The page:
Confusing Social Media Messages on Kyle Rittenhouse Leave Supporters Scratching Their Heads

More than four weeks after a jury declared that Kyle Rittenhouse was not guilty of any crimes, some supporters who have been saying for months that the teenager acted in self-defense when killing two men and wounding a third during riots last year in Kenosha, Wisconsin, are still dealing with the social media fallout of their opinions.

Josiah Lippincott, writing for The Federalist, for example, says he tweeted just prior to the Nov. 19 not guilty verdict that "Kyle Rittenhouse did nothing wrong," then Twitter suspended him for 12 hours. Feeling vindicated after the verdict of not guilty on all charges, he tweeted the exact same sentence again — and Twitter suspended him for a full week.

But perhaps at the top of the fallout list is conservative podcaster Dinesh D'Souza, who tells Newsweek he is not only demonetized on Facebook but is also one "offense" away from losing his entire page with 2 million followers. His latest perceived sin was posting a TV clip of himself on Laura Ingraham's Fox News show where he praised Rittenhouse, who Facebook previously declared was a "dangerous individual" who committed "mass murder."

"Think about the male population of Kenosha, where were they?" D'Souza asked Ingraham in the clip that aired two days prior to the verdict. "Cowering in their homes while all these people were burning things and setting things on fire and attacking people. So Kyle Rittenhouse was one of the few guys who had the guts to get out there when no one else did."

After D'Souza posted the clip, Facebook sent him a message reading, "You're restricted from advertising," according to documents reviewed by Newsweek. And after the verdict, Facebook said it would not be reversing its decision to give him a strike against his account.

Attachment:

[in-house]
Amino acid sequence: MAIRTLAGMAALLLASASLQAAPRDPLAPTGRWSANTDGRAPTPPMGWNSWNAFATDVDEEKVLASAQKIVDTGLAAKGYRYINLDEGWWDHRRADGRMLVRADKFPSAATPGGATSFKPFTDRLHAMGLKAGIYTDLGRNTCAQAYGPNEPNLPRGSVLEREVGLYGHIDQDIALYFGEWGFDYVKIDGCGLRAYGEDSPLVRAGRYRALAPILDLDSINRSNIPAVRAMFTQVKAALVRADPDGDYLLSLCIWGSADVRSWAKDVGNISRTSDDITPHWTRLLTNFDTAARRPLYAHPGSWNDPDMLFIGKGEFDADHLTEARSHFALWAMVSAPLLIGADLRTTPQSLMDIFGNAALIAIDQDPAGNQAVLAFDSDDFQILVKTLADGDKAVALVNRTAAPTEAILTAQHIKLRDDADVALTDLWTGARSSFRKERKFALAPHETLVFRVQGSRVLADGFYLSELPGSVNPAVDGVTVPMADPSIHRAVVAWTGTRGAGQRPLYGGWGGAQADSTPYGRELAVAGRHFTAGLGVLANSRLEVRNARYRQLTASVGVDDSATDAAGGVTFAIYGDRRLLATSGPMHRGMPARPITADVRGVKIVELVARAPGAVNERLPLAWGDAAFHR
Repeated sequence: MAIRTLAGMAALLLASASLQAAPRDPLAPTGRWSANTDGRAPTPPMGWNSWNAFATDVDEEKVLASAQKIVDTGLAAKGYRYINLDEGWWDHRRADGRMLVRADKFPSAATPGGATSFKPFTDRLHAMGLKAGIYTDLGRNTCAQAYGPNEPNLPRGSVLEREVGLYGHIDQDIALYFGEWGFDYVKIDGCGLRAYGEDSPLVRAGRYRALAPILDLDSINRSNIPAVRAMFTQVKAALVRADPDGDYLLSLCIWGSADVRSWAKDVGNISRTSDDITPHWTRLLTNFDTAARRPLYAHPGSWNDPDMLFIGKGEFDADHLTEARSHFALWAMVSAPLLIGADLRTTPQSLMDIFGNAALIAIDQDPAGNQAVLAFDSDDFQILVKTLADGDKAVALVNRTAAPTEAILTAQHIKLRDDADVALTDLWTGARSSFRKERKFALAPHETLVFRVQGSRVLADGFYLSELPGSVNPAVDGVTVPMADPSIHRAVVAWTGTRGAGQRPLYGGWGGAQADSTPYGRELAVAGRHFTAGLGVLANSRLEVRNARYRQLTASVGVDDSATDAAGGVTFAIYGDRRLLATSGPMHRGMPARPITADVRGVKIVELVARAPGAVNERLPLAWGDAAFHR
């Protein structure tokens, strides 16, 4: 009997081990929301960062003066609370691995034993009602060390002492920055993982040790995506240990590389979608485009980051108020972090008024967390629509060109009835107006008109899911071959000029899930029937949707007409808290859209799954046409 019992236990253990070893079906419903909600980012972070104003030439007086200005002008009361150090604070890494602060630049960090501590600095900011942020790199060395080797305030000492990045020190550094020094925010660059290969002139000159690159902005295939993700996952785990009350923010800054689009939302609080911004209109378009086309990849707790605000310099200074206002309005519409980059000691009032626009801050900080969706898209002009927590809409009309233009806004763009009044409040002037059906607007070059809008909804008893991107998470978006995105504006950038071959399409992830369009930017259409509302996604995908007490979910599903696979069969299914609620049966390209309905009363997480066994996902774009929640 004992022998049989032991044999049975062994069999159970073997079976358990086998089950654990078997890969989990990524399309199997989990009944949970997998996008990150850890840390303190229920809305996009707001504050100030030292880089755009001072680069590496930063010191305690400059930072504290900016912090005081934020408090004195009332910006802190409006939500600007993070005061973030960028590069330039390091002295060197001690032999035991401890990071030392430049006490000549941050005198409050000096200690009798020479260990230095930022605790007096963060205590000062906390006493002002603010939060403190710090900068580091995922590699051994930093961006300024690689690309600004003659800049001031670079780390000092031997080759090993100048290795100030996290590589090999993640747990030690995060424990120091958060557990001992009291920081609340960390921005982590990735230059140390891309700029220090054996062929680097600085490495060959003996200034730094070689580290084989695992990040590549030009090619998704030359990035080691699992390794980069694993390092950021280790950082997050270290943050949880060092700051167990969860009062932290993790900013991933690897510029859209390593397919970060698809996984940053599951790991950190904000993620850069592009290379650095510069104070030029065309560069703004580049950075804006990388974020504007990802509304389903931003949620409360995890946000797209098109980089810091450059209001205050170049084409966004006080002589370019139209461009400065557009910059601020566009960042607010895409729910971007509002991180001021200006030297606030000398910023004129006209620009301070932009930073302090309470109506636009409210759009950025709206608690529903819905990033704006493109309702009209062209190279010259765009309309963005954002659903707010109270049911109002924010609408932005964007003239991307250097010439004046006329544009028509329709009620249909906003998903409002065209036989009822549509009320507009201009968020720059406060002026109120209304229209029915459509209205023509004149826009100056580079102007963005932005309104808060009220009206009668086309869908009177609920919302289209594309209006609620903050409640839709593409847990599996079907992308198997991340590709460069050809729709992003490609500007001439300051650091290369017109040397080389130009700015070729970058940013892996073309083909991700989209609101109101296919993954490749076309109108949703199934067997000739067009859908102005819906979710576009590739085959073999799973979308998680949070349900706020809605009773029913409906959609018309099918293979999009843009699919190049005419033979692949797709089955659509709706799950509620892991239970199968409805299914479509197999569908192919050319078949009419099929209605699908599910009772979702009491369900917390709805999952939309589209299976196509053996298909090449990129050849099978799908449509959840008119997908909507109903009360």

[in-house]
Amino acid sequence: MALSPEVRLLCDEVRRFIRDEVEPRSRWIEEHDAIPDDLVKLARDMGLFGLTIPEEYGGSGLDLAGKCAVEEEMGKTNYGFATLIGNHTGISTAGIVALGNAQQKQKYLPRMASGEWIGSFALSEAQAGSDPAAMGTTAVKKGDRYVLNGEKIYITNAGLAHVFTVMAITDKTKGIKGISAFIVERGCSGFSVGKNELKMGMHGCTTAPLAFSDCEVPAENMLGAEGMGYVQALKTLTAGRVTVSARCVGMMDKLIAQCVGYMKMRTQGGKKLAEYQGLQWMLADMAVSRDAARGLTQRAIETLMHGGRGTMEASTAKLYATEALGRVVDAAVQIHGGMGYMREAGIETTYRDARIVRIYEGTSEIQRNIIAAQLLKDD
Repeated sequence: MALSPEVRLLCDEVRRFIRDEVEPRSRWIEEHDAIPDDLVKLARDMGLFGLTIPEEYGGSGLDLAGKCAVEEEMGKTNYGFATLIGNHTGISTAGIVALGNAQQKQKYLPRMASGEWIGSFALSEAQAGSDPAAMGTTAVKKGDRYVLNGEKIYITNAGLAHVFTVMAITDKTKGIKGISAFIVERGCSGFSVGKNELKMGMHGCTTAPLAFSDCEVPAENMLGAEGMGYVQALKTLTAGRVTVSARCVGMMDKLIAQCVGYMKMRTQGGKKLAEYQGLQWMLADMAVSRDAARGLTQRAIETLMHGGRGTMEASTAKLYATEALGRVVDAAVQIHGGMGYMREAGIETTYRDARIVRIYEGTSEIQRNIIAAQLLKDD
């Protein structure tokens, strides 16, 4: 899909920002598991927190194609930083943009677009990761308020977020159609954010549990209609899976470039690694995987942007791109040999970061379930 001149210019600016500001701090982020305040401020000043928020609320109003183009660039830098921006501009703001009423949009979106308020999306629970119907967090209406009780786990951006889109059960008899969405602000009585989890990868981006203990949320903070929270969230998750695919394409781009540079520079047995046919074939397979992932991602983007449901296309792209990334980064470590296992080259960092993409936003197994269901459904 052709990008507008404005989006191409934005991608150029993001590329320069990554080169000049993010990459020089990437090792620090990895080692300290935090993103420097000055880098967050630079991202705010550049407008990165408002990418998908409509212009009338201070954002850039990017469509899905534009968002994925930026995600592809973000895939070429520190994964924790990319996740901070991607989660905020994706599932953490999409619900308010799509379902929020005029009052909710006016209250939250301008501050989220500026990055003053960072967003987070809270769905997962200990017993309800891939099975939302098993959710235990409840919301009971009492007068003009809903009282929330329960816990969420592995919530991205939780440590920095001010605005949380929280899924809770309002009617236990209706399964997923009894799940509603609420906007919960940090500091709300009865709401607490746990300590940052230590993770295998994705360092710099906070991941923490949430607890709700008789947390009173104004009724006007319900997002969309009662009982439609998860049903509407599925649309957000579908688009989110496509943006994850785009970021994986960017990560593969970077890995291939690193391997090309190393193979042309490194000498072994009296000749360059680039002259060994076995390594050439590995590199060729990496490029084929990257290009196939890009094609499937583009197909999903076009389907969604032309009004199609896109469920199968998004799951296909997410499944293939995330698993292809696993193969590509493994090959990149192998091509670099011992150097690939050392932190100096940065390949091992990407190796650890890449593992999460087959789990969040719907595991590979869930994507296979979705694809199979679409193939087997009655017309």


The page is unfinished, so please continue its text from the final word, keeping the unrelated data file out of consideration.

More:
"I could repost the Ingraham appearance, but that is not the point," said D'Souza. "The point is I am demonetized, restricted in distribution, which goes on for about a year, and I'm in danger of losing my whole page if I have another 'offense,' which could be just as arbitrary."

"Who wants a group of know-it-alls telling you what you can or can't say?" D'Souza asked. "Facebook is now more intolerant than a backward medieval village."

Prior to the verdict, Facebook acknowledged it took down both Rittenhouse's Facebook and Instagram pages and that it was stifling searches for "Kyle Rittenhouse," making it difficult for its users to even see or hear the defense his attorneys were mounting.

Meanwhile, negative comments about Rittenhouse were rampant and unpunished on social media. Actress Rosanna Arquette, for example, tweeted prior to the verdict that "Kyle Rittenhouse is a murderer. The end."

Twitter and Facebook have been saying for months, even years, that they are cracking down on "misinformation," but it has allowed users to call Rittenhouse a "murderer," even though "murder" is a legal term defined as "the unlawful killing of another human being without justification or valid excuse."

The list of Hollywood celebrities, for example, who have publicly accused Rittenhouse of "murder" or being a "murderer" with impunity via Twitter includes Arquette, Oscar-nominated director Ava DuVernay, Fast and Furious actor Chad Lindberg and Pedro Pascal, the star of Disney's The Mandalorian TV series. Others have called him a "killer" or some version of a "white supremacist."

After the verdict, Rachel Zegler, who stars as Maria in Steven Spielberg's new version of West Side Story, tweeted that Rittenhouse's "heinous heinous crimes is the epitome of white privilege and is exactly what is wrong with this godforsaken country," and Twitter allowed it, even though Rittenhouse was not guilty of the crimes he was accused of committing.

Newsweek asked Twitter to clarify its rules regarding tweets in support of Rittenhouse — both prior to Nov. 19 and after — but received instead its general policy against "abusive content, including content that violates our glorification of violence policy and/or abusive behavior policy."

Activists protest Kyle Rittenhouse acquittal
Weeks after Kyle Rittenhouse was found not guilty, some supporters are still dealing with the social media fallout regarding their opinions. Above, activists protest the verdict in the Rittenhouse trial, on Nov. 21, 2021, in Kenosha, Wisconsin. Jim Vondruska/Getty Images